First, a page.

Jump to content

JumpingJasonFlash

Members
  • Content Count

    166
  • Joined

  • Last visited

  • Days Won

    65

JumpingJasonFlash last won the day on February 1

JumpingJasonFlash had the most liked content!

Community Reputation

101 Excellent

About JumpingJasonFlash

  • Rank
    Silver Member
  • Birthday 05/17/1977

Profile Information

  • Location
    AZ
  • First Name
    Jason
  • Last Name
    Palmer
  • Landed
    Jun 2013
  • SA Location
    JHB & DBN
  • Language
    English

Recent Profile Visitors

The recent visitors block is disabled and is not being shown to other users.

  1. Hahaha! Yeah, I’m old enough to remember GST in SA too. I reckon shelf checkout was probably the biggest “whoa! wtf” moment for us. Did it a few times in the UK, but they seemed to have a wonky sort of weight checking mechanic for each item mechanic that didn’t seem work more than it did. Much like pumping your own gas, I just can’t go back. I’m also enjoying the online and touchscreen ordering systems that more and more places are rolling out.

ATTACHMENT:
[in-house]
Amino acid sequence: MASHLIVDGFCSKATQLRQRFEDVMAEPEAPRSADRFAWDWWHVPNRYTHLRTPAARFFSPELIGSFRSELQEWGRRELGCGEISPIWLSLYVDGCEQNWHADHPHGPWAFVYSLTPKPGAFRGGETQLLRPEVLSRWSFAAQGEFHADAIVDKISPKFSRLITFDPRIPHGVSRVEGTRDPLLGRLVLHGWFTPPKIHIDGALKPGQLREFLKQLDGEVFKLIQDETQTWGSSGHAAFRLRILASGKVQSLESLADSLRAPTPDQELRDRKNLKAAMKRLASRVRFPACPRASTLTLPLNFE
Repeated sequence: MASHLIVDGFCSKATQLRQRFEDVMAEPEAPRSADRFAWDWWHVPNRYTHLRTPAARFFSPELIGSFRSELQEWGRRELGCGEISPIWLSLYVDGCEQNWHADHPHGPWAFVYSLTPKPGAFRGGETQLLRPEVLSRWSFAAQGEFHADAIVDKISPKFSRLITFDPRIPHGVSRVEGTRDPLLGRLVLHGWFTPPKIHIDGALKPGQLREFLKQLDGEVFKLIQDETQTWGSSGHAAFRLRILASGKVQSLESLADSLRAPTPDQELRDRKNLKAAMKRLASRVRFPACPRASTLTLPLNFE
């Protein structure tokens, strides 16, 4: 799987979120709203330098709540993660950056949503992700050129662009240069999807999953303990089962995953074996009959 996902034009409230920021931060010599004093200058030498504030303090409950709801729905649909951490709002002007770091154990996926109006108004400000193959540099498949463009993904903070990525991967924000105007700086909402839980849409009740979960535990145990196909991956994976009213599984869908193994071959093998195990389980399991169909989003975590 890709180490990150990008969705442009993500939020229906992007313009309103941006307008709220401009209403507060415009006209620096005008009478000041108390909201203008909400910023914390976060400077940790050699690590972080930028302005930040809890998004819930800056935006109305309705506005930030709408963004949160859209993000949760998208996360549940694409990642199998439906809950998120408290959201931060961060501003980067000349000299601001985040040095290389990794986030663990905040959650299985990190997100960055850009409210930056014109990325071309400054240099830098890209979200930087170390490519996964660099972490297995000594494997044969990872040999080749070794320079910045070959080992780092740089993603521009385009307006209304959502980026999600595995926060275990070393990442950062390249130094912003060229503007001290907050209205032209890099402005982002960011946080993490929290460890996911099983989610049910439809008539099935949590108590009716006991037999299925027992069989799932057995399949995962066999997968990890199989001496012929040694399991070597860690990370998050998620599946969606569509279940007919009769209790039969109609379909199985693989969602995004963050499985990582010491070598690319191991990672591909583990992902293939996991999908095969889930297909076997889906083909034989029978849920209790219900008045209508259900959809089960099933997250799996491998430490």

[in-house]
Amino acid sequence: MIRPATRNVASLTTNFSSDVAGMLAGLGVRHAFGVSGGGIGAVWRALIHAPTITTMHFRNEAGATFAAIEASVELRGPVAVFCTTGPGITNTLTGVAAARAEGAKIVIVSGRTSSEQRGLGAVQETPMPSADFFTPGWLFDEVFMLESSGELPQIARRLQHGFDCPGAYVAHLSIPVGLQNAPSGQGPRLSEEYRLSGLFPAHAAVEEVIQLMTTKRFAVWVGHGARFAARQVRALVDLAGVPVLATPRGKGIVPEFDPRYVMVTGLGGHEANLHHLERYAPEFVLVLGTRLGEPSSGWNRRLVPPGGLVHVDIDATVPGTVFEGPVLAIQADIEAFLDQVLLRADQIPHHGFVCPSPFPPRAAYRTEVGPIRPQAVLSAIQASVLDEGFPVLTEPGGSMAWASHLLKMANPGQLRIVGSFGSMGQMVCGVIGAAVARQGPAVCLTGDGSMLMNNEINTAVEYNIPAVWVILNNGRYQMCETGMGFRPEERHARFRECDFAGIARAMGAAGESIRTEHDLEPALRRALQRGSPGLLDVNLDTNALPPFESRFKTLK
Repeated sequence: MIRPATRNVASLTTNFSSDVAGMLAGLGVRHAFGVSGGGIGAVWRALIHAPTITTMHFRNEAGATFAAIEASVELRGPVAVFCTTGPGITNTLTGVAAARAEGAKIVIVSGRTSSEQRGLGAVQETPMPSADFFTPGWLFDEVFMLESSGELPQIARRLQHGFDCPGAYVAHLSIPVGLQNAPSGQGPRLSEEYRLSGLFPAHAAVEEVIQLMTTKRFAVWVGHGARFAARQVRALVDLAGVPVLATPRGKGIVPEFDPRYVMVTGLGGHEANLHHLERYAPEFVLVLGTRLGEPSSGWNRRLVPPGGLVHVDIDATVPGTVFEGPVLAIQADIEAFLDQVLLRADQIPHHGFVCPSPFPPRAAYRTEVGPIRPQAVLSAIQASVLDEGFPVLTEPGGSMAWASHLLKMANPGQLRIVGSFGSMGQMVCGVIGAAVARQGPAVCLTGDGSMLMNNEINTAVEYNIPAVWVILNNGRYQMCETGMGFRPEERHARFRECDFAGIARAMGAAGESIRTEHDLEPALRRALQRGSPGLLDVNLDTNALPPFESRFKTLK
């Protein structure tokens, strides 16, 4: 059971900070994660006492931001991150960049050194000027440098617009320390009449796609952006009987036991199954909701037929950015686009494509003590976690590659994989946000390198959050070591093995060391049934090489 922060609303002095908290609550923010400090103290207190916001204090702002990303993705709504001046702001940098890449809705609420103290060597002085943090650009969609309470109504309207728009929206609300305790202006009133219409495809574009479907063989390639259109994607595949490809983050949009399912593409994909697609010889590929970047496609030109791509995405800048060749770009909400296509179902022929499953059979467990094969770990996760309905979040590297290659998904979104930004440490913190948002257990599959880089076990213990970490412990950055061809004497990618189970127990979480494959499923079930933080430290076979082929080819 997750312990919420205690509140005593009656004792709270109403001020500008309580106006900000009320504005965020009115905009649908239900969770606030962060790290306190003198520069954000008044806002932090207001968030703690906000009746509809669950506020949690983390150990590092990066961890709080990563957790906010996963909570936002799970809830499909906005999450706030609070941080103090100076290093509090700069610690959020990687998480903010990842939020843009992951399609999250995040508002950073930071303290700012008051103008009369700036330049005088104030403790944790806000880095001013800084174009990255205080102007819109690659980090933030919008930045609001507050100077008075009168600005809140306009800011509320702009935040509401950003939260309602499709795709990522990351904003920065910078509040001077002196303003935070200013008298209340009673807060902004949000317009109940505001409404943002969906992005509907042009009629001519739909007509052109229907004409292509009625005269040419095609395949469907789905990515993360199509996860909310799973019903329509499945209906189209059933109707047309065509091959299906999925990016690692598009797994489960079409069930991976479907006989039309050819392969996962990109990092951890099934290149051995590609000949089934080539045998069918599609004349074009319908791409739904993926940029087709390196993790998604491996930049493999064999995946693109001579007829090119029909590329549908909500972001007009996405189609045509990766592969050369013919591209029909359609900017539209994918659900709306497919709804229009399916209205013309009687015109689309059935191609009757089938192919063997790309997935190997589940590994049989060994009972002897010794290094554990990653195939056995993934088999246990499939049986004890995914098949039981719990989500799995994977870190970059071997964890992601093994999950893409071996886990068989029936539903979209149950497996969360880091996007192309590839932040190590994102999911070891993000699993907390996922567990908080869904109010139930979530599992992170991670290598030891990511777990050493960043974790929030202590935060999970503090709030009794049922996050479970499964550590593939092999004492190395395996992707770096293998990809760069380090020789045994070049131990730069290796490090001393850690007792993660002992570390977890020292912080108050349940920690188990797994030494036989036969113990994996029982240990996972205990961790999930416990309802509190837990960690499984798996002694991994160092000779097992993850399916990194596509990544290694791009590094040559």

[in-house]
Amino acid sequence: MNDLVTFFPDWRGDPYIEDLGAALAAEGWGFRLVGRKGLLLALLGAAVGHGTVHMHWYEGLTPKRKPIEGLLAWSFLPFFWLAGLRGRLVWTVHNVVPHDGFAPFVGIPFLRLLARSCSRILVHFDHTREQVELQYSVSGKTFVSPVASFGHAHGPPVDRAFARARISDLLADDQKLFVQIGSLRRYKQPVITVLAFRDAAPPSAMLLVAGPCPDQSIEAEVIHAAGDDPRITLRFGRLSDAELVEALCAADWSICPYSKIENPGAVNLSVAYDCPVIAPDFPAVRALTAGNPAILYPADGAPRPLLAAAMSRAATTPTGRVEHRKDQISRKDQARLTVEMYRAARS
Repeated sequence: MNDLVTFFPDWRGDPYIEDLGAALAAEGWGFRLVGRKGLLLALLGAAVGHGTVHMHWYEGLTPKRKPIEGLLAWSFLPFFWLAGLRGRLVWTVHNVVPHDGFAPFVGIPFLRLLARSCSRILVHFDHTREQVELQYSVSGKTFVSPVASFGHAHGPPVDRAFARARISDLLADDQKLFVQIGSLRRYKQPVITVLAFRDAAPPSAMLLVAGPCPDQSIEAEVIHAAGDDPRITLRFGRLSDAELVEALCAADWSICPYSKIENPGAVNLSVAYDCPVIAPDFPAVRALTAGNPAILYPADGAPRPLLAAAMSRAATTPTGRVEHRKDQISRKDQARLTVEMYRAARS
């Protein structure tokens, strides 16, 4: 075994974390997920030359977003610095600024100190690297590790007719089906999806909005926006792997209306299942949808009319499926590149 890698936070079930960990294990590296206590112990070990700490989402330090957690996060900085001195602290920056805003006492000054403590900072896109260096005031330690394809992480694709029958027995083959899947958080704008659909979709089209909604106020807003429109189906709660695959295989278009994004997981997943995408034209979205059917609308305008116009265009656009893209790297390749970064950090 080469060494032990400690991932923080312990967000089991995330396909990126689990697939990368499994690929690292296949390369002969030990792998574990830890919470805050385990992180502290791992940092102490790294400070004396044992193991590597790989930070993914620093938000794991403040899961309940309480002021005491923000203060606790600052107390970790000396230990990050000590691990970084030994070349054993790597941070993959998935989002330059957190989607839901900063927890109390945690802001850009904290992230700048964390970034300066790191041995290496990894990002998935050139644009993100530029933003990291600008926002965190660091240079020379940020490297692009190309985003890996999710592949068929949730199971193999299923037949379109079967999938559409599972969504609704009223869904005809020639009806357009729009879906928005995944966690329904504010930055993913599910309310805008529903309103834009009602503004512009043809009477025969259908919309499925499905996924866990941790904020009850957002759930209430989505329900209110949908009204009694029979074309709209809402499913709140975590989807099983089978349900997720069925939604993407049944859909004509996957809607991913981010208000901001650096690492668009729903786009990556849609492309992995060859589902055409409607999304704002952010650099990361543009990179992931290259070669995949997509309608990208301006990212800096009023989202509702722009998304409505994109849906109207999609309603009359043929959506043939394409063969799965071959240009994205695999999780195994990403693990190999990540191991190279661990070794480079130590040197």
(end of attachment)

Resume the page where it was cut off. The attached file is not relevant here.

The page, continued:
2. As a South African (from Slaapstad) visiting NYC, I thought that he would have found the uninterrupted water and electricity supply the most bizarre part of the experience 😏 Having said that, I also expected that a journalist working for “Business Insider”, of all publications, would at least know that the US (the world’s largest economy) doesn’t use VAT! I guess not. He’s lucky he only stayed in NYC with its public transport. Pumping his own gas and filling his own tires with air would have totally baked his noodle!